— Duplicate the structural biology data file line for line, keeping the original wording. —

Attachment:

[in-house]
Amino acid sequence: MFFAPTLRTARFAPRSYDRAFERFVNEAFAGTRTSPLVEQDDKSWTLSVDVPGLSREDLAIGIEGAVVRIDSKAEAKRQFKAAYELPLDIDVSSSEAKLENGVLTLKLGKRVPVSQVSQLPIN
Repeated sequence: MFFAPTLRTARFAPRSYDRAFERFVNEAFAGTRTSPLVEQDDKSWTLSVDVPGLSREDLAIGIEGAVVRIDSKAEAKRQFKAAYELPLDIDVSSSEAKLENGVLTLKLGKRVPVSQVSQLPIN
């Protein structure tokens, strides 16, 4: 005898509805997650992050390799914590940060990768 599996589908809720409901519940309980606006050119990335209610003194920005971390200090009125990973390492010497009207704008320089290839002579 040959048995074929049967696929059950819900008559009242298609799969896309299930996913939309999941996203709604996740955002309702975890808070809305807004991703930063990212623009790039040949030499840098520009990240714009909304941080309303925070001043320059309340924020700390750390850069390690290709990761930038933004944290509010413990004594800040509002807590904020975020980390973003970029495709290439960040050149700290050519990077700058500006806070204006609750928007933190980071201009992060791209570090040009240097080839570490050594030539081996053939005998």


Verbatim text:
[in-house]
Amino acid sequence: MFFAPTLRTARFAPRSYDRAFERFVNEAFAGTRTSPLVEQDDKSWTLSVDVPGLSREDLAIGIEGAVVRIDSKAEAKRQFKAAYELPLDIDVSSSEAKLENGVLTLKLGKRVPVSQVSQLPIN
Repeated sequence: MFFAPTLRTARFAPRSYDRAFERFVNEAFAGTRTSPLVEQDDKSWTLSVDVPGLSREDLAIGIEGAVVRIDSKAEAKRQFKAAYELPLDIDVSSSEAKLENGVLTLKLGKRVPVSQVSQLPIN
């Protein structure tokens, strides 16, 4: 005898509805997650992050390799914590940060990768 599996589908809720409901519940309980606006050119990335209610003194920005971390200090009125990973390492010497009207704008320089290839002579 040959048995074929049967696929059950819900008559009242298609799969896309299930996913939309999941996203709604996740955002309702975890808070809305807004991703930063990212623009790039040949030499840098520009990240714009909304941080309303925070001043320059309340924020700390750390850069390690290709990761930038933004944290509010413990004594800040509002807590904020975020980390973003970029495709290439960040050149700290050519990077700058500006806070204006609750928007933190980071201009992060791209570090040009240097080839570490050594030539081996053939005998």